Perspective Layouts – Programmatic vs Declarative

One issue that developers new to RCP face is whether to add UI elements programmatically or declaratively. In my experience, most initially choose the programmatic approach because it seems more familiar. You know, why mess with extension points when you can just code it up and be done with it.

But it’s almost always better to do things declaratively through extension points, the main reason being that doing so allows you leverage the power of RCP as a modular user interface framework. To illustrate this, let’s look at our options for laying out perspectives.

Programmatic Layout = Centralized / Hard Coded

Here is the simplest code needed to add a view to a perspective programmatically. To do so, we implement the IPerspectiveFactory interface and add a view using its string id.

public class MyPerspectiveFactory implements IPerspectiveFactory {

	public void createInitialLayout(IPageLayout layout) {
		layout.addView(MyView.ID, IPageLayout.BOTTOM, 0.5f, layout.getEditorArea());


The problem here is that we’ve coupled our perspective to the view being added. This view may exist in the same plug-in as the perspective, but often it does not. If the view is in a different plug-in, we have to declare a dependency on that plug-in just to add the view. It’s possible to reduce the coupling somewhat by replacing MyView.ID with the actual string id itself, but hidden dependencies based on string equivalency are arguably even more smelly.

In the end, a programmatic perspective layout results in a hard-coded and centralized architecture looking like this.


Declarative Layout = Decentralized / Modular

The declarative approach based on extension points resolves these issues. To layout a perspective declaratively we extend the org.eclipse.ui.perspectiveExtensions extension point.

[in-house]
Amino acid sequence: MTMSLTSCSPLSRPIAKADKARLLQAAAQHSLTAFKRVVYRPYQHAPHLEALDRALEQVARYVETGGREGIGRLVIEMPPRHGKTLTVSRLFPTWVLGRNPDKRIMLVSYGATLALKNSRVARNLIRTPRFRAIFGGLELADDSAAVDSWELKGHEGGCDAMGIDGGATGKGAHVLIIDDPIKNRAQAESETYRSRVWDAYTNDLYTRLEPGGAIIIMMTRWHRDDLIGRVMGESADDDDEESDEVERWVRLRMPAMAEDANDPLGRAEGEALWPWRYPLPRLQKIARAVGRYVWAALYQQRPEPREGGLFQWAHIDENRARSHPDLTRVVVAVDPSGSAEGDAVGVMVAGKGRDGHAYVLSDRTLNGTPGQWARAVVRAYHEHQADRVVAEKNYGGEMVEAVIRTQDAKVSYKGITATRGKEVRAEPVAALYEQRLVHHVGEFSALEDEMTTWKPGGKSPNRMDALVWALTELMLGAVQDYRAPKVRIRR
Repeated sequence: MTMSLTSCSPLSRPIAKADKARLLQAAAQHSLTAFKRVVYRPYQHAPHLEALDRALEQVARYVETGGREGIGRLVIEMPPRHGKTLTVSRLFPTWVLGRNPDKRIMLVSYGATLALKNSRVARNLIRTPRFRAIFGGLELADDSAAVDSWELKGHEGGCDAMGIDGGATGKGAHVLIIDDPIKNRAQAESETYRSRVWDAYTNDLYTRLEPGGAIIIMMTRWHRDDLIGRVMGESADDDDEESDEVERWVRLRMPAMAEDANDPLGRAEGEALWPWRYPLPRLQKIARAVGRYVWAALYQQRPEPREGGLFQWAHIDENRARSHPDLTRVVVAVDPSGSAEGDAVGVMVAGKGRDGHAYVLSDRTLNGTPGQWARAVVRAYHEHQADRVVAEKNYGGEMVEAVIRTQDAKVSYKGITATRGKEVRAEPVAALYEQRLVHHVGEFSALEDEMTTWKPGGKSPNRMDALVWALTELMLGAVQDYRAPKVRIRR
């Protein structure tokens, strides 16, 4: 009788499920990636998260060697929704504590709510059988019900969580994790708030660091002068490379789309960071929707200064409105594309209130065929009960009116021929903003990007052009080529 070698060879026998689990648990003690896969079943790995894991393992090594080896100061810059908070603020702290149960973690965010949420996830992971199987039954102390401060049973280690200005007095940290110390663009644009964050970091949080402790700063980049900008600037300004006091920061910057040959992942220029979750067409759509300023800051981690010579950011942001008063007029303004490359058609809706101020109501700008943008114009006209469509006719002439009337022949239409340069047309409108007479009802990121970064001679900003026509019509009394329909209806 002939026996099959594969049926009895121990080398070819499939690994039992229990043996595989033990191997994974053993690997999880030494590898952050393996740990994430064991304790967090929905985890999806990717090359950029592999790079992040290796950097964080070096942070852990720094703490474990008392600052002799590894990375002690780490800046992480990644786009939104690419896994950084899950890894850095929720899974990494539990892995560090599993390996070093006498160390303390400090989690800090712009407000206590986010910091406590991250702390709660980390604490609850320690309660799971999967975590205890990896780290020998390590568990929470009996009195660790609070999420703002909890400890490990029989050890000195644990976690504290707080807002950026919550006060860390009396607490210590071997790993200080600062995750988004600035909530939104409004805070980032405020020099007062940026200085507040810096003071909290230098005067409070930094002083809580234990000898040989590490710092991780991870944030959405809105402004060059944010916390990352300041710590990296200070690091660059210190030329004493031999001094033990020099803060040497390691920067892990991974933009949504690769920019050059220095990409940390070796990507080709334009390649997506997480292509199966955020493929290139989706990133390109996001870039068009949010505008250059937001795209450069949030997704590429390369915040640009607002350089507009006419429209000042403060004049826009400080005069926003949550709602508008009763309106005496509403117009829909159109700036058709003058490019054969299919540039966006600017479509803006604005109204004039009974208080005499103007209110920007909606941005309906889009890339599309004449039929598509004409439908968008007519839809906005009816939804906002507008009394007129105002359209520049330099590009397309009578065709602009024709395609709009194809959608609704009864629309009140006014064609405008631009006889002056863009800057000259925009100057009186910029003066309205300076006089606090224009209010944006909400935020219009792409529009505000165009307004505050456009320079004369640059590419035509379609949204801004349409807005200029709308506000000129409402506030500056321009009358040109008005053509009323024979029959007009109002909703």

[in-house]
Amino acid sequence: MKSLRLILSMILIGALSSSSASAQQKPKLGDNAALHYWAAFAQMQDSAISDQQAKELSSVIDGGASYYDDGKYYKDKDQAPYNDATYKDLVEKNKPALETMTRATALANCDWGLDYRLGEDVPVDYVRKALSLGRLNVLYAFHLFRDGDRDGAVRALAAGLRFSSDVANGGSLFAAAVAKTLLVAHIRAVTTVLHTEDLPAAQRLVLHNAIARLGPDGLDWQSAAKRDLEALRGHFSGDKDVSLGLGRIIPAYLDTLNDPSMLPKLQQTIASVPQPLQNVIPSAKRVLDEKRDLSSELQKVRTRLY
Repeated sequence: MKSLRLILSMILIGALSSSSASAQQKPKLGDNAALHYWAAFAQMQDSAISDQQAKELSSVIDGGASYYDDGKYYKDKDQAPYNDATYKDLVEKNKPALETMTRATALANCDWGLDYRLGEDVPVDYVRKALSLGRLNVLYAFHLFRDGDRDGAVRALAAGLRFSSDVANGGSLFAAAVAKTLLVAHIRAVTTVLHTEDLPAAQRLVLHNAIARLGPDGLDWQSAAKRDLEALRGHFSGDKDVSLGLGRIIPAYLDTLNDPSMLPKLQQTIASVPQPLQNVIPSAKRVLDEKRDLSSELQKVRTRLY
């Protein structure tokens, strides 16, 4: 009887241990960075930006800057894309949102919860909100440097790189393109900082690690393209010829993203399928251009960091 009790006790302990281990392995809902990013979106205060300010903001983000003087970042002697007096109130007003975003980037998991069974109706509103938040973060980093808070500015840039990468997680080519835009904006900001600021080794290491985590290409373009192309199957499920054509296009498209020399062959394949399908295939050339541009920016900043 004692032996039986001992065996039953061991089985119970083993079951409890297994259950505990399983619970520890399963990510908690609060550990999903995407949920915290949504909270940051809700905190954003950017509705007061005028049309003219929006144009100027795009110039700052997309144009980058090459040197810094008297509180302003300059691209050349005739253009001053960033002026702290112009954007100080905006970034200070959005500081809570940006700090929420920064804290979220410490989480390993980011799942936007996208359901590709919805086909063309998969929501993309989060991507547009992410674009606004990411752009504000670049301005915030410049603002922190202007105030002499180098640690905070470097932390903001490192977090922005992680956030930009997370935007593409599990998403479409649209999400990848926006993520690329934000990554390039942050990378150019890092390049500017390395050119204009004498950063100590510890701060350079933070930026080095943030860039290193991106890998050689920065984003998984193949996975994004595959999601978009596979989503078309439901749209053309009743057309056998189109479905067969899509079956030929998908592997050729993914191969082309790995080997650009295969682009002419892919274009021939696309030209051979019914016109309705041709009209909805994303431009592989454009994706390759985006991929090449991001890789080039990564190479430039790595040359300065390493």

Using this approach, each plug-in adds the views that it knows about, resulting in a decentralized architecture where the plug-ins containing the views are now in control.


Note that we have not eliminated all coupling, as the perspective extensions still need to refer to the perspective by its string id, but this is not as bad as it sounds. Perspectives are much more static than views – you typically define them and make few changes afterwards. Views, on the other hand are often moved from one plug-in to another or have their purpose (and potentially their id) redefined. Decentralizing control allows you to make these kinds of changes without breaking the perspective layout.


Adding UI elements declaratively is definitely the way to go. It gives you much more flexibility (e.g. you can add views to perspectives you didn’t create) and also allows you to leverage the modular nature of the framework.

Sure, there will always be cases where a declarative approach cannot be taken, particularly when some part of an API is not yet surfaced in the related extension point. But in the absence of such a need, I urge RCP developers to always turn first to the extension point mechanisms and fall back to programmatic approaches as a last resort. As your application evolves over time, you’ll really come to enjoy the flexibility and increased reusability that a declarative approach makes possible.